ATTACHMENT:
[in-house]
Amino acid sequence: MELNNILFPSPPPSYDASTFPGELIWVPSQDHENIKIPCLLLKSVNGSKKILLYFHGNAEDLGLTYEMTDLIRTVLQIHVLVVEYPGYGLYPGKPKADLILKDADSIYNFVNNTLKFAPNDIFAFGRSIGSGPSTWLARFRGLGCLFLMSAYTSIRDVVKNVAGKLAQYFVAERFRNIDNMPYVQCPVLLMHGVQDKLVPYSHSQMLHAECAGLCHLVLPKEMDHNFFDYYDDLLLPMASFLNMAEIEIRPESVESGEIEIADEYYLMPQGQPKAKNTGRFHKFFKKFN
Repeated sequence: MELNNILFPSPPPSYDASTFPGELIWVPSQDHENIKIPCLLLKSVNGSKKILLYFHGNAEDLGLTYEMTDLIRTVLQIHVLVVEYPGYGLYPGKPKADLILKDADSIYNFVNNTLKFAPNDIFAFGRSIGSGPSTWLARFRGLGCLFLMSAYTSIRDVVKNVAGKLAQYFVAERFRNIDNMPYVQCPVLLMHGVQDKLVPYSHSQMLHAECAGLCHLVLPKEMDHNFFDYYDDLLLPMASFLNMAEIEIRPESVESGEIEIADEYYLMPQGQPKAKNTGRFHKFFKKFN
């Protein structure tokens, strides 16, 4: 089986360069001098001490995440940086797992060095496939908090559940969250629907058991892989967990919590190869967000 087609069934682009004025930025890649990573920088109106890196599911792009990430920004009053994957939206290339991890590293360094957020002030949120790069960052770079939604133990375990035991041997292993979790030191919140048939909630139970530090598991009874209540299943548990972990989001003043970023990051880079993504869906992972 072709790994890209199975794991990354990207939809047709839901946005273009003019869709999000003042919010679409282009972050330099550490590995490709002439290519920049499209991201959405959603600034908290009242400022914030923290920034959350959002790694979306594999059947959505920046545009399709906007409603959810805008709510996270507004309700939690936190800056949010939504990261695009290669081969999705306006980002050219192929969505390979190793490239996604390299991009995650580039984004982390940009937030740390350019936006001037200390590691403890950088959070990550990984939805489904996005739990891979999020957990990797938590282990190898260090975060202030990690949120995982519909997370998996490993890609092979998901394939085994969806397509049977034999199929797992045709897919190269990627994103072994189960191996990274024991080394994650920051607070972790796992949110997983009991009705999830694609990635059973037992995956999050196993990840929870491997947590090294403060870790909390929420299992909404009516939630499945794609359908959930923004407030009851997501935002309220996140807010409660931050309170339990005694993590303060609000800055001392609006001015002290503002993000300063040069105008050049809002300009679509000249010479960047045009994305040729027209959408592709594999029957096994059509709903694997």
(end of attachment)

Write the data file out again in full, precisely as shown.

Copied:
[in-house]
Amino acid sequence: MELNNILFPSPPPSYDASTFPGELIWVPSQDHENIKIPCLLLKSVNGSKKILLYFHGNAEDLGLTYEMTDLIRTVLQIHVLVVEYPGYGLYPGKPKADLILKDADSIYNFVNNTLKFAPNDIFAFGRSIGSGPSTWLARFRGLGCLFLMSAYTSIRDVVKNVAGKLAQYFVAERFRNIDNMPYVQCPVLLMHGVQDKLVPYSHSQMLHAECAGLCHLVLPKEMDHNFFDYYDDLLLPMASFLNMAEIEIRPESVESGEIEIADEYYLMPQGQPKAKNTGRFHKFFKKFN
Repeated sequence: MELNNILFPSPPPSYDASTFPGELIWVPSQDHENIKIPCLLLKSVNGSKKILLYFHGNAEDLGLTYEMTDLIRTVLQIHVLVVEYPGYGLYPGKPKADLILKDADSIYNFVNNTLKFAPNDIFAFGRSIGSGPSTWLARFRGLGCLFLMSAYTSIRDVVKNVAGKLAQYFVAERFRNIDNMPYVQCPVLLMHGVQDKLVPYSHSQMLHAECAGLCHLVLPKEMDHNFFDYYDDLLLPMASFLNMAEIEIRPESVESGEIEIADEYYLMPQGQPKAKNTGRFHKFFKKFN
């Protein structure tokens, strides 16, 4: 089986360069001098001490995440940086797992060095496939908090559940969250629907058991892989967990919590190869967000 087609069934682009004025930025890649990573920088109106890196599911792009990430920004009053994957939206290339991890590293360094957020002030949120790069960052770079939604133990375990035991041997292993979790030191919140048939909630139970530090598991009874209540299943548990972990989001003043970023990051880079993504869906992972 072709790994890209199975794991990354990207939809047709839901946005273009003019869709999000003042919010679409282009972050330099550490590995490709002439290519920049499209991201959405959603600034908290009242400022914030923290920034959350959002790694979306594999059947959505920046545009399709906007409603959810805008709510996270507004309700939690936190800056949010939504990261695009290669081969999705306006980002050219192929969505390979190793490239996604390299991009995650580039984004982390940009937030740390350019936006001037200390590691403890950088959070990550990984939805489904996005739990891979999020957990990797938590282990190898260090975060202030990690949120995982519909997370998996490993890609092979998901394939085994969806397509049977034999199929797992045709897919190269990627994103072994189960191996990274024991080394994650920051607070972790796992949110997983009991009705999830694609990635059973037992995956999050196993990840929870491997947590090294403060870790909390929420299992909404009516939630499945794609359908959930923004407030009851997501935002309220996140807010409660931050309170339990005694993590303060609000800055001392609006001015002290503002993000300063040069105008050049809002300009679509000249010479960047045009994305040729027209959408592709594999029957096994059509709903694997």